42. Design 2: Pipelined Design • Partition room into stagesof a pipeline Dave Carol Bob Alice One person owns a stage at a time 4 stages 4 people working simultaneously Everyone moves right in lockstep

  43. Pipelined Performance time1 2 3 4 5 6 7… Latency: Throughput: Concurrency: What if some tasks don’t need drill?

  44. Pipeline Hazards • Q: What if glue step of task 3 depends on output of task 1? 0h 1h 2h 3h… Latency: Throughput: Concurrency:

  45. Lessons • Principle: • Throughput increased by parallel execution • Pipelining: • Identify pipeline stages • Isolate stages from each other • Resolve pipeline hazards (next week)

  46. A Processor memory registerfile inst alu +4 +4 addr =? PC din dout control cmp offset memory new pc target imm extend

  47. A Processor memory registerfile inst alu +4 addr PC din dout control memory new pc computejump/branchtargets imm extend Write-Back InstructionDecode InstructionFetch Memory Execute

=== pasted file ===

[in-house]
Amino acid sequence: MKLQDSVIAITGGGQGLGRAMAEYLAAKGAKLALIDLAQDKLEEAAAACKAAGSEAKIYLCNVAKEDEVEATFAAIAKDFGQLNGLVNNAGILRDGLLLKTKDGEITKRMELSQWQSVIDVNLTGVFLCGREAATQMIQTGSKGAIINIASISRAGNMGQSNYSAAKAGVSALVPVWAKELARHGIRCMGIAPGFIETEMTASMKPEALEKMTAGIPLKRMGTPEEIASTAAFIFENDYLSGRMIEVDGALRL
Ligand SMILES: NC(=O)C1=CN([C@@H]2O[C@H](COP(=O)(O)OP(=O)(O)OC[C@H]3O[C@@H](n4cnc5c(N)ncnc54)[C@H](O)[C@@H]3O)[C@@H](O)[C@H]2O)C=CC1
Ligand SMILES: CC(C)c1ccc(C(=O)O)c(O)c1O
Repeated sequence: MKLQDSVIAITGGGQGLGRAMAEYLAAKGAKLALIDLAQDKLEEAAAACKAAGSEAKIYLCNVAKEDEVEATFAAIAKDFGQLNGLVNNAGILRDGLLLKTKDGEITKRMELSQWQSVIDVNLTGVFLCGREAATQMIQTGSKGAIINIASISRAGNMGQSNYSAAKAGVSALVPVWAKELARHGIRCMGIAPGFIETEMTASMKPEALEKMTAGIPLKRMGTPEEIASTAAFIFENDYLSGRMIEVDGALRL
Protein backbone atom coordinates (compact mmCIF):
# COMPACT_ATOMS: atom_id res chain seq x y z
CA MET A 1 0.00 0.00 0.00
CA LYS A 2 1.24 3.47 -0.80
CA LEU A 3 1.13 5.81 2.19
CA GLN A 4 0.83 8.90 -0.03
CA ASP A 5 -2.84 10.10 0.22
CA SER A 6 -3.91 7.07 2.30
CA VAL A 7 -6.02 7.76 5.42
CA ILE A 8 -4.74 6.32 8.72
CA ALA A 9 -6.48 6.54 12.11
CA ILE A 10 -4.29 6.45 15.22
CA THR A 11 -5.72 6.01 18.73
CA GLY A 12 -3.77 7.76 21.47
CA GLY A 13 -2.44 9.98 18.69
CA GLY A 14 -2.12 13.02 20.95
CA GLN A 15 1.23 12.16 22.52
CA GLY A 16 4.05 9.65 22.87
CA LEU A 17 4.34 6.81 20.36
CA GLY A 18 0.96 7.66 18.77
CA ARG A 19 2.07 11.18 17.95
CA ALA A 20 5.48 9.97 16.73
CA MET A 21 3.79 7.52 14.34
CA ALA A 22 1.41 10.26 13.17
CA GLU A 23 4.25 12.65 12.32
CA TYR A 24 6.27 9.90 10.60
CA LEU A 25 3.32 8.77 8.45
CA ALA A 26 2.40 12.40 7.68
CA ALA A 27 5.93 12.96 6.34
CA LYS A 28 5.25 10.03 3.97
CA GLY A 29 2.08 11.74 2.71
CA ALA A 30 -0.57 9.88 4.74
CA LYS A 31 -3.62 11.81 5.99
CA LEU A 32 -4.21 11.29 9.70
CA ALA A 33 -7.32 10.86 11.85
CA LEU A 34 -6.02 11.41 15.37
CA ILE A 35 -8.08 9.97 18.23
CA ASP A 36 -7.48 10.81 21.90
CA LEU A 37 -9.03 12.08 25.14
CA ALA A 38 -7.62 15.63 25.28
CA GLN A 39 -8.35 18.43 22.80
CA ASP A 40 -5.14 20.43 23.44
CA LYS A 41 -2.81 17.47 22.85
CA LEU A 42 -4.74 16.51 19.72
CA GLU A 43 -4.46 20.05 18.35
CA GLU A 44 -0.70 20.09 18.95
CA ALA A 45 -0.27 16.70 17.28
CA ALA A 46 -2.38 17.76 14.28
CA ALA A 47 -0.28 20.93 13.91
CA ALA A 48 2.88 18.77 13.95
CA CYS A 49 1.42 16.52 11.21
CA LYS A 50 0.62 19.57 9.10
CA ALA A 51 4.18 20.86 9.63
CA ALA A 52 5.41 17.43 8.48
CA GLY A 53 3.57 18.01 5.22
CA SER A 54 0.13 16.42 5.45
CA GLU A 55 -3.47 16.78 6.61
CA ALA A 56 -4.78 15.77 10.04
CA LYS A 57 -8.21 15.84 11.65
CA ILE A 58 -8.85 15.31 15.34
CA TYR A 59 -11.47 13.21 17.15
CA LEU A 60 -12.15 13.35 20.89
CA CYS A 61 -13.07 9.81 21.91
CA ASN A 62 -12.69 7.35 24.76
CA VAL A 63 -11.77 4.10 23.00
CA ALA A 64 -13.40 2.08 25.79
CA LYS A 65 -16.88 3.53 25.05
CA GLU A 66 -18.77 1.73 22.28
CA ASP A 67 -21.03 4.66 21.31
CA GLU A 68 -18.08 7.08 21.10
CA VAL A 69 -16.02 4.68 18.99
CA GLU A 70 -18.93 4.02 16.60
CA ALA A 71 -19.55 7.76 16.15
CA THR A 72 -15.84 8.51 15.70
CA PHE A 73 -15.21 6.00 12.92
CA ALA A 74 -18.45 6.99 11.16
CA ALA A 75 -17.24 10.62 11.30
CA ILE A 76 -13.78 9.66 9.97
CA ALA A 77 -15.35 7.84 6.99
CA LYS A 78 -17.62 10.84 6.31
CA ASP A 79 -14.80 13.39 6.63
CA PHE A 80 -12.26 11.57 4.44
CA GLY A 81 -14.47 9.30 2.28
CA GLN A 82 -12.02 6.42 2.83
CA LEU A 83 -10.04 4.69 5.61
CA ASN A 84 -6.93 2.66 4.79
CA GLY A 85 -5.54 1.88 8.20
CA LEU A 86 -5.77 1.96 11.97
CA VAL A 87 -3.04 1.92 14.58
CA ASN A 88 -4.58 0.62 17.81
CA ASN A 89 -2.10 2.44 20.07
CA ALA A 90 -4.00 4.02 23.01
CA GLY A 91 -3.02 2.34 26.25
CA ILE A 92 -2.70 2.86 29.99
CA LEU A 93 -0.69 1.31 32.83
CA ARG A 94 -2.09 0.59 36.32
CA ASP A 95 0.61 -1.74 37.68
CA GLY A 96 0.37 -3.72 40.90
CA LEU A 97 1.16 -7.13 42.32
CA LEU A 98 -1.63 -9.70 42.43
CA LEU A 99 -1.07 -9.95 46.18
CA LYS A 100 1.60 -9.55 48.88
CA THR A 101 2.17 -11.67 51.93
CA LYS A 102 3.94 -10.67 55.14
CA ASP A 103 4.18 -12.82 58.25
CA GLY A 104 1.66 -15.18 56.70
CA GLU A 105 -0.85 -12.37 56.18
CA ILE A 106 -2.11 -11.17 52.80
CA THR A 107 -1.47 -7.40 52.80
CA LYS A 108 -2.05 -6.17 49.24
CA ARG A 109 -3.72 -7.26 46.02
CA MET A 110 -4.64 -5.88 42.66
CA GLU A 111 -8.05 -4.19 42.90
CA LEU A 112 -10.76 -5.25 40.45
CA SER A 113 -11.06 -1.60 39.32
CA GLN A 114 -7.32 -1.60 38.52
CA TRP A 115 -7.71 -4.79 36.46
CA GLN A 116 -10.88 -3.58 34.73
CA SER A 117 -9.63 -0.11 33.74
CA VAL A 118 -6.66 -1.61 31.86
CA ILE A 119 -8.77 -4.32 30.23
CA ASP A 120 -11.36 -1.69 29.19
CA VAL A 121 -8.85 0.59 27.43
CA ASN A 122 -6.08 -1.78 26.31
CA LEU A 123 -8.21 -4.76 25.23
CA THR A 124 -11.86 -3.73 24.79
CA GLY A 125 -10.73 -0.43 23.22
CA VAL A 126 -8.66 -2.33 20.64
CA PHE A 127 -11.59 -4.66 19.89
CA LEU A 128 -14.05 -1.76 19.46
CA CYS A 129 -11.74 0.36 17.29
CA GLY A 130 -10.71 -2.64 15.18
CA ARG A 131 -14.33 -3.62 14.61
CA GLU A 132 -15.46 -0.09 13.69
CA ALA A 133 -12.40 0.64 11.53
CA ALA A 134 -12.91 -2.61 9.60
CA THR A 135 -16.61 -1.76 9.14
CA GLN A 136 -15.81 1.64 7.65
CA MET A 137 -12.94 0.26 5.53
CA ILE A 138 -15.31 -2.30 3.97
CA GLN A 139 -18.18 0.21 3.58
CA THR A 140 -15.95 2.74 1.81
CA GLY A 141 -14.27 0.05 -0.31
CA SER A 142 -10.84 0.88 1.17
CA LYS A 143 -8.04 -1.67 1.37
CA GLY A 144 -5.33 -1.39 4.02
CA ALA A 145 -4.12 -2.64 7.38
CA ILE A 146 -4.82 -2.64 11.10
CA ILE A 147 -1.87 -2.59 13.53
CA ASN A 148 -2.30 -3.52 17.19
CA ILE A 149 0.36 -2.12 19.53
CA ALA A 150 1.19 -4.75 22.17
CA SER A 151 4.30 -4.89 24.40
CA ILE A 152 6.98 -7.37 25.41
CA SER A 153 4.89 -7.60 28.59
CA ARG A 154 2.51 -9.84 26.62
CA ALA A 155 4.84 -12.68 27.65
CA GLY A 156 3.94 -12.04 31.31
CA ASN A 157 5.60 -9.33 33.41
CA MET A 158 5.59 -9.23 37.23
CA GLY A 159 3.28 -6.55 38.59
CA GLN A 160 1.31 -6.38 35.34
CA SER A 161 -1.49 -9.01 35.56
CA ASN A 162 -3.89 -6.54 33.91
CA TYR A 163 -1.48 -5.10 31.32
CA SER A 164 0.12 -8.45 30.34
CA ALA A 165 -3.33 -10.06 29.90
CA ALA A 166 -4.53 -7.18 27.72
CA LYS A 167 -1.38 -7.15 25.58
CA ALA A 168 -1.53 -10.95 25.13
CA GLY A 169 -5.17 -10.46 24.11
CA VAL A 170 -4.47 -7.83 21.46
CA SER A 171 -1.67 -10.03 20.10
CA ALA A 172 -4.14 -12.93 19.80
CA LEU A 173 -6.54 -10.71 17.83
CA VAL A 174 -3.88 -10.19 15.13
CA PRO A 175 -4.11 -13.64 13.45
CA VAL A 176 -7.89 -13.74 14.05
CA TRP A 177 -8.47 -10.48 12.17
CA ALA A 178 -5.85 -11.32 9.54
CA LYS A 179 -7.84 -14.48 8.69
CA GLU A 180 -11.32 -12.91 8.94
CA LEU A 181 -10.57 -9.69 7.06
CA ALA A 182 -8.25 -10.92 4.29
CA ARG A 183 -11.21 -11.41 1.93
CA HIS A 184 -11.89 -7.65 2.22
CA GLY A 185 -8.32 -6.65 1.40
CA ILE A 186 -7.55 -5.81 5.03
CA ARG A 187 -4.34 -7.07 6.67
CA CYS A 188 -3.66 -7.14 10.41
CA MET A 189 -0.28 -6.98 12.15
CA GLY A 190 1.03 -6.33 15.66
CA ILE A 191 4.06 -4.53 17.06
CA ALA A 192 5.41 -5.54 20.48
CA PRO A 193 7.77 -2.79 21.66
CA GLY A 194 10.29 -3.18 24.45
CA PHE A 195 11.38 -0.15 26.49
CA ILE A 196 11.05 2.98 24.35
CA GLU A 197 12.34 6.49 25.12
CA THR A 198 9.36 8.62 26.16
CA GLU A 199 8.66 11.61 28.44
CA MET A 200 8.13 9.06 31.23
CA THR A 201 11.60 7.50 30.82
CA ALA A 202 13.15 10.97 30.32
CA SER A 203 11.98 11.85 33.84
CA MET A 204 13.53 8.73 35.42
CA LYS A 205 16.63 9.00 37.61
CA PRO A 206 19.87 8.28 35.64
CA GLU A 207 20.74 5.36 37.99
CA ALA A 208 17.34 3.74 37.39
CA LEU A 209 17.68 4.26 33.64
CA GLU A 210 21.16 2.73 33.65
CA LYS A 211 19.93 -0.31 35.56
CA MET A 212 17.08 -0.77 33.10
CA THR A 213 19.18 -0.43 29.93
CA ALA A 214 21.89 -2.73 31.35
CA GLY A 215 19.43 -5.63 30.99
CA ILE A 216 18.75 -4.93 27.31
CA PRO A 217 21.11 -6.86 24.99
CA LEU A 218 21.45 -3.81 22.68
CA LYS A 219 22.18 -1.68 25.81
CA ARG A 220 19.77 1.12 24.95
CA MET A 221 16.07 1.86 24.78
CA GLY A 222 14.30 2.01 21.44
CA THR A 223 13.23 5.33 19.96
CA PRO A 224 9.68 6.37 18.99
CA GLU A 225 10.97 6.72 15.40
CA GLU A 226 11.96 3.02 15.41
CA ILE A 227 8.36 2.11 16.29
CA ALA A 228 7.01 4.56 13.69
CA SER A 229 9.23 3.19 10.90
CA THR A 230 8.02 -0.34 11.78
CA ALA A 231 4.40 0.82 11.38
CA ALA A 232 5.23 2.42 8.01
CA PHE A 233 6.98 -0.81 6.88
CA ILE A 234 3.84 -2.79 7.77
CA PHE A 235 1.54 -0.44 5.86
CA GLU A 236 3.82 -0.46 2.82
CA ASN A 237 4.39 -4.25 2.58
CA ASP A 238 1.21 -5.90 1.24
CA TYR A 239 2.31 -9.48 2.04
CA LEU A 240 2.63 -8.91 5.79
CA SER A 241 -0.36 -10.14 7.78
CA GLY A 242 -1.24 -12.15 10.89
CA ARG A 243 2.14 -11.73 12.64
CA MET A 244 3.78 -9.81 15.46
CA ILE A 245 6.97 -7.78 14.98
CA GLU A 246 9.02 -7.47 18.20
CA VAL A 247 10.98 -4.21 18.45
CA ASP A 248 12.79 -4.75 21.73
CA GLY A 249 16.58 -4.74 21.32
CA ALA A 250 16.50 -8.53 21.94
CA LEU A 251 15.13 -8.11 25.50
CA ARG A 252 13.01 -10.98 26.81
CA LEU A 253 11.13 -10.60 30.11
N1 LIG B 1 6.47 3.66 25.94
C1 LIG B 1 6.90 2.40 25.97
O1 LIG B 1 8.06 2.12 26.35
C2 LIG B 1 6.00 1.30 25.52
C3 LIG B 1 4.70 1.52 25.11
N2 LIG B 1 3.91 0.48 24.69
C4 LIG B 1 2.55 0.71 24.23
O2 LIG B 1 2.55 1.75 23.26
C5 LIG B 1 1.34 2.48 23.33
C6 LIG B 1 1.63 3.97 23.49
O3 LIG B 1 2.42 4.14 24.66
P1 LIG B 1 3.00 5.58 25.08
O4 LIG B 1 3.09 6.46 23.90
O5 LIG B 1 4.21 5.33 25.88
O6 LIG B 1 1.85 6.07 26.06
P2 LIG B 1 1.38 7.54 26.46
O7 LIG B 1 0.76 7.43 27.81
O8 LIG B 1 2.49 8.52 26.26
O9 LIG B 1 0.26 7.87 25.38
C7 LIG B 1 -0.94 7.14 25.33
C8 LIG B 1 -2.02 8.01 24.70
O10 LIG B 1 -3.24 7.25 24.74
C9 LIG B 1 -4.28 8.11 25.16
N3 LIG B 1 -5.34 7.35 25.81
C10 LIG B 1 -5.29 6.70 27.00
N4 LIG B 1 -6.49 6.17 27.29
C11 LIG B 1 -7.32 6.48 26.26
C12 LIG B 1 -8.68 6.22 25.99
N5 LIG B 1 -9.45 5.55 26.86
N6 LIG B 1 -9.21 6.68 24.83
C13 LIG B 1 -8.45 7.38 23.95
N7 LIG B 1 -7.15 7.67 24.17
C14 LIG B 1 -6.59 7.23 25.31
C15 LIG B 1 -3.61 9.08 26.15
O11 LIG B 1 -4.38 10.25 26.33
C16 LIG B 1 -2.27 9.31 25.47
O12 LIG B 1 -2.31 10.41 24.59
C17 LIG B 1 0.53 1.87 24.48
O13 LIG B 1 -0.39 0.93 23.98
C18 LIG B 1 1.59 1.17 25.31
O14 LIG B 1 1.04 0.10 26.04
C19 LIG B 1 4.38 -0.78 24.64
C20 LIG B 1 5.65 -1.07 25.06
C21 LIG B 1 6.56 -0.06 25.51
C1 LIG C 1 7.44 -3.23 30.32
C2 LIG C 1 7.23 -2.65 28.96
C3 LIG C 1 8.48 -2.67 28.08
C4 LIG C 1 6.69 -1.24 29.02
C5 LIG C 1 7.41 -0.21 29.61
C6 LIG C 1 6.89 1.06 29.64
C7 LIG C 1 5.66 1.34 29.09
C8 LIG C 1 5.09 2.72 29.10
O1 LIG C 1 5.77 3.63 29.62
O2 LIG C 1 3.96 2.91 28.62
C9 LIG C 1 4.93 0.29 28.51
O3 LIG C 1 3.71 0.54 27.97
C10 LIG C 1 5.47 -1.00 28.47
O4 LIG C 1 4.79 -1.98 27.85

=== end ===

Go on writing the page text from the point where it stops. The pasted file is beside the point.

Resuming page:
48. Basic Pipeline Five stage “RISC” load-store architecture • Instruction fetch (IF) • get instruction from memory, increment PC • Instruction Decode (ID) • translate opcode into control signals and read registers • Execute (EX) • perform ALU operation, compute jump/branch targets • Memory (MEM) • access memory if needed • Writeback (WB) • update register file

  49. Principles of Pipelined Implementation • Break instructions across multiple clock cycles (five, in this case) • Design a separate stage for the execution performed during each clock cycle • Add pipeline registers (flip-flops) to isolate signals between different stages